Speaking to Radio 4’s Week in Westminster, the former Labour prime minister said that a document that combined vaccination and testing status would allow nations to defend themselves better against the virus.
Blair warned that the poorest at home and abroad were suffering most from continued lockdowns and urged Boris Johnson to use the UK’s hosting of the G7 summit to speed up the process of global cooperation on a standardised Covid-status “passport”.
He predicted that rapid coronavirus tests would become the norm at mass spectator events and the workplace as the public sought reassurance about safety at work and places of leisure.
The former premier also said the pandemic should be viewed as a “national security issue” for every country – and admitted that when he was in power dealing with bird flu he had failed to grasp the need to invest much greater sums in anti-virus resilience.
A Cabinet sub-committee met on Friday to discuss plans for a vaccine and testing certificates for when global travel resumes. Ministers want an internationally recognised system.
In his interview, Blair said that as vaccines rolled out across the world and countries moved to reopen their borders, digital health passports would be seen as an invaluable weapon in containing the spread of the virus.
“When you start to reopen your borders again, you’ll want to know the disease status of people coming into your country,” he said.
“Once vaccination really starts to be widespread, of course you’re going to ask for proof of what the vaccination status is and the reason for that is that the early evidence seems to be that if you’re vaccinated, you’re less likely to transmit the disease.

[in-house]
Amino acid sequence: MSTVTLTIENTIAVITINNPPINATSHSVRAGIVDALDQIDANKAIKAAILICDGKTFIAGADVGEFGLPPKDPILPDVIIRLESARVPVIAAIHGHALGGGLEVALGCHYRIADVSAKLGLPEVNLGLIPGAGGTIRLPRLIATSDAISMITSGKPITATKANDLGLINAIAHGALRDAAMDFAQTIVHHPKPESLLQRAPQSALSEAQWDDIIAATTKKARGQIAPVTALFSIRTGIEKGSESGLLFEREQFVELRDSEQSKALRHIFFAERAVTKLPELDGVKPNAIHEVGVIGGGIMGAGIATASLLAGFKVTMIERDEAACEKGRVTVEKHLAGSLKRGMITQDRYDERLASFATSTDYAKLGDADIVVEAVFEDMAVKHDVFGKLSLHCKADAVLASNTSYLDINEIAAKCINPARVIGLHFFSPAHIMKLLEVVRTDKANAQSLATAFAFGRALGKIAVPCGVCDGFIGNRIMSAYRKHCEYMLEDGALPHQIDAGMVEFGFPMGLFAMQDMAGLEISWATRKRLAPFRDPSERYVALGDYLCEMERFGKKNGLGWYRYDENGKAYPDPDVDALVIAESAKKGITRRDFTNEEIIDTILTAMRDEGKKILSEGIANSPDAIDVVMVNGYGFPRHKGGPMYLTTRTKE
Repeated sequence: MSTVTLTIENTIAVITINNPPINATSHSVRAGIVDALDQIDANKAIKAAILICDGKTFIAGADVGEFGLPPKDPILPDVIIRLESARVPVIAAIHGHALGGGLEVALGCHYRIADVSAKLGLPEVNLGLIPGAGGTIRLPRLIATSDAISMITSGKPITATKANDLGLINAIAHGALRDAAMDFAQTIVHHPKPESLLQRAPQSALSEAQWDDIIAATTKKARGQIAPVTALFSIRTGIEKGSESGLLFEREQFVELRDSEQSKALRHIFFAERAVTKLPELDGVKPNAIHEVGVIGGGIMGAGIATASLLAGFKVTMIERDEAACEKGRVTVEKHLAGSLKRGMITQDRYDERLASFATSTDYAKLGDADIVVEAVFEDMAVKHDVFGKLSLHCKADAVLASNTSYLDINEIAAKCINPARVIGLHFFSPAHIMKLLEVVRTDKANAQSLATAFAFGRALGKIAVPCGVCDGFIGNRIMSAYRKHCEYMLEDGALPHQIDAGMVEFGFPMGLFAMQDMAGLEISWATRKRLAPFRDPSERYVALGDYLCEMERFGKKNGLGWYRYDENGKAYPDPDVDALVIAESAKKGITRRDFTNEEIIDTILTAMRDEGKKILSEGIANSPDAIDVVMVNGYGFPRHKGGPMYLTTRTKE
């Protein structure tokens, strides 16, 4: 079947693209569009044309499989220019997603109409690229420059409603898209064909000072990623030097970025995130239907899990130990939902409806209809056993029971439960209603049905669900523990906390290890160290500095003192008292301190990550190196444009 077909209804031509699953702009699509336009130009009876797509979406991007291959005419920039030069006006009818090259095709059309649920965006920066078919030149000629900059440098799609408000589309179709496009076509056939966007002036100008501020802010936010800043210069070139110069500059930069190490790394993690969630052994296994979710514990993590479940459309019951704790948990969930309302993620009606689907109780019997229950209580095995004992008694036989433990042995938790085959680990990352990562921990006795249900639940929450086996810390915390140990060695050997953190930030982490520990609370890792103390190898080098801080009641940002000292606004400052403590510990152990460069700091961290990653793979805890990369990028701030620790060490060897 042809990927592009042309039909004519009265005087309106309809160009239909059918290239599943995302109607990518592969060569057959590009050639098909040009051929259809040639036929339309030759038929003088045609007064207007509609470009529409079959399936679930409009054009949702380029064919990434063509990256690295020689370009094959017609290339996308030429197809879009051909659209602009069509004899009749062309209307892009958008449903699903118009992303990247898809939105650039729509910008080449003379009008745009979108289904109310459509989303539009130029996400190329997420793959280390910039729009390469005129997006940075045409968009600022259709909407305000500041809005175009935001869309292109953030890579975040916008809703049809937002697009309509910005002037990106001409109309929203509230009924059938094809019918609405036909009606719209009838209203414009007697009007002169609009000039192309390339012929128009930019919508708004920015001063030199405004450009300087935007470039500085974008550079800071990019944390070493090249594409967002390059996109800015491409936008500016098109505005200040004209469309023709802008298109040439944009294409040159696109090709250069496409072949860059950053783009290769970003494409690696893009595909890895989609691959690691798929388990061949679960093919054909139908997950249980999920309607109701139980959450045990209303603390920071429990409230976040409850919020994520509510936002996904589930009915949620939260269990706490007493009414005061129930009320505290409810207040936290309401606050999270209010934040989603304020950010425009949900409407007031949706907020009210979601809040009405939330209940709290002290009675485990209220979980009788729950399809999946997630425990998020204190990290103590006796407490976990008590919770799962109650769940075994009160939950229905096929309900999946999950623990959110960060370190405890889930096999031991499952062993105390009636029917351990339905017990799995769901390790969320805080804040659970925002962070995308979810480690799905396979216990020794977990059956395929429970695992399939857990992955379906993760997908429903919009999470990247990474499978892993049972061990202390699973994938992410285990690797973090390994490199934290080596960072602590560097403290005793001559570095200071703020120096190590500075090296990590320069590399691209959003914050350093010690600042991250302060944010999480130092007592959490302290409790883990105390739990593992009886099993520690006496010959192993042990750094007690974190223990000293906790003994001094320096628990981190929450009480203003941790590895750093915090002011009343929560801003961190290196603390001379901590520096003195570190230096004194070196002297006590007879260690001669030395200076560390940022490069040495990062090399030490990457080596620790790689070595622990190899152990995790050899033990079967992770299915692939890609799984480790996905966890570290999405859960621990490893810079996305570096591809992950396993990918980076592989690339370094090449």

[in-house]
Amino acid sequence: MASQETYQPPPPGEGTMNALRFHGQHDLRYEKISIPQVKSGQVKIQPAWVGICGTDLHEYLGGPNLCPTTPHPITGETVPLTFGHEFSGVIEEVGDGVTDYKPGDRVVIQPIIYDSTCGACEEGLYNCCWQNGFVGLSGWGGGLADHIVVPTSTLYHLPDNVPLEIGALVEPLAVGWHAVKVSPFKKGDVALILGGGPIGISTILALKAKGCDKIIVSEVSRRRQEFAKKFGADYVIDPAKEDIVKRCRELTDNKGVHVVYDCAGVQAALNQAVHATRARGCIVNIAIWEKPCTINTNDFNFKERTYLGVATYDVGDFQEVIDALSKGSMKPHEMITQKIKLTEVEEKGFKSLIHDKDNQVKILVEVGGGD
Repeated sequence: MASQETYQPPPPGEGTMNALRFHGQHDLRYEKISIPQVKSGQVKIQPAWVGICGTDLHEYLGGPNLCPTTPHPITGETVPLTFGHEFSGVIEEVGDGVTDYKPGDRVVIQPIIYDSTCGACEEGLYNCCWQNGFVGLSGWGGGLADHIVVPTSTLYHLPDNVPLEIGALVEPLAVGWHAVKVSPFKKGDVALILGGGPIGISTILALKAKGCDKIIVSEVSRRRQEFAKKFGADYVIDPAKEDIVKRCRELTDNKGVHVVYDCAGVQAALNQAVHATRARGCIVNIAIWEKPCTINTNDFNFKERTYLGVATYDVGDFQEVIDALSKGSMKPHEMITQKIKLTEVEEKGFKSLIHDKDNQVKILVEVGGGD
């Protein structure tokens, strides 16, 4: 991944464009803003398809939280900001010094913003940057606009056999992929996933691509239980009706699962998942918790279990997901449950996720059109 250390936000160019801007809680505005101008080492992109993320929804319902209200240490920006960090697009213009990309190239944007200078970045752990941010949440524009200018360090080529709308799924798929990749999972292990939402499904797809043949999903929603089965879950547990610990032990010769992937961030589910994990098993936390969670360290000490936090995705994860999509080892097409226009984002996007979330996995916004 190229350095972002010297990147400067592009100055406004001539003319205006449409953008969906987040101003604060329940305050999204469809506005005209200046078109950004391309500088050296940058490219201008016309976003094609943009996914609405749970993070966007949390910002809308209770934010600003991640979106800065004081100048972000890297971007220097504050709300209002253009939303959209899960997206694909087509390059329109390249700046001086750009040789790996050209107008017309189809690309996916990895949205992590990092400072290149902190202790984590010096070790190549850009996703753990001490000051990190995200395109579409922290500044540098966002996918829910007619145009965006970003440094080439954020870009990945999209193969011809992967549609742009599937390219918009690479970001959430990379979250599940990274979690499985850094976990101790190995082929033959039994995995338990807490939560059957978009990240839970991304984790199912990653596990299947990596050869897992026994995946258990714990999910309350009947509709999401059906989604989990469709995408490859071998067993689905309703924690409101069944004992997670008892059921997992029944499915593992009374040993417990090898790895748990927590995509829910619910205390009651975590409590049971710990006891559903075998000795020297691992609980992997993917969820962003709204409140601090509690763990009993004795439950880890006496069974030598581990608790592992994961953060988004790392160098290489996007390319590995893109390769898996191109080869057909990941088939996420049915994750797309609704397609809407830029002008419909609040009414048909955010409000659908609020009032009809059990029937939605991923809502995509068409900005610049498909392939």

“And because of these new variants and because of the mutations that can occur, I think it’s just inevitable and therefore it’s best to start now on trying to devise common standards. If you start to do this on a vast scale, you’re going to need the technology that allows you to do it digitally.”
Blair, whose push for ID cards met with fierce civil liberties opposition when he was in office, suggested that a combined vaccine and test status document would have popular backing.
Pressed on whether there was a case for a domestic health passport and whether that may unfairly discriminate against some of the population, he said: “People look at this as if it’s a matter of what’s fair or unfair and of course fairness is an important component, but it’s also a matter of what is obvious.
“Suppose you were to go back into your workplace today, you would prefer to know that the people you were going back to work with had been tested. You would prefer to know that they’d been vaccinated when vaccination becomes available to the majority of the population. These things are just inevitable.”
Blair insisted that he could not see domestic health passports becoming mandatory, but said that the public would probably drive demand, just as they would with widespread use of rapid lateral flow tests to check if someone was negative or positive.
“I think it’s very difficult to make it actually compulsory. But I think there is again an inevitability about vaccination, enabling you to do certain things, and you know we’re not complete masters of this ourselves it’s a question of how the rest of the world is also going to look at it,” he said.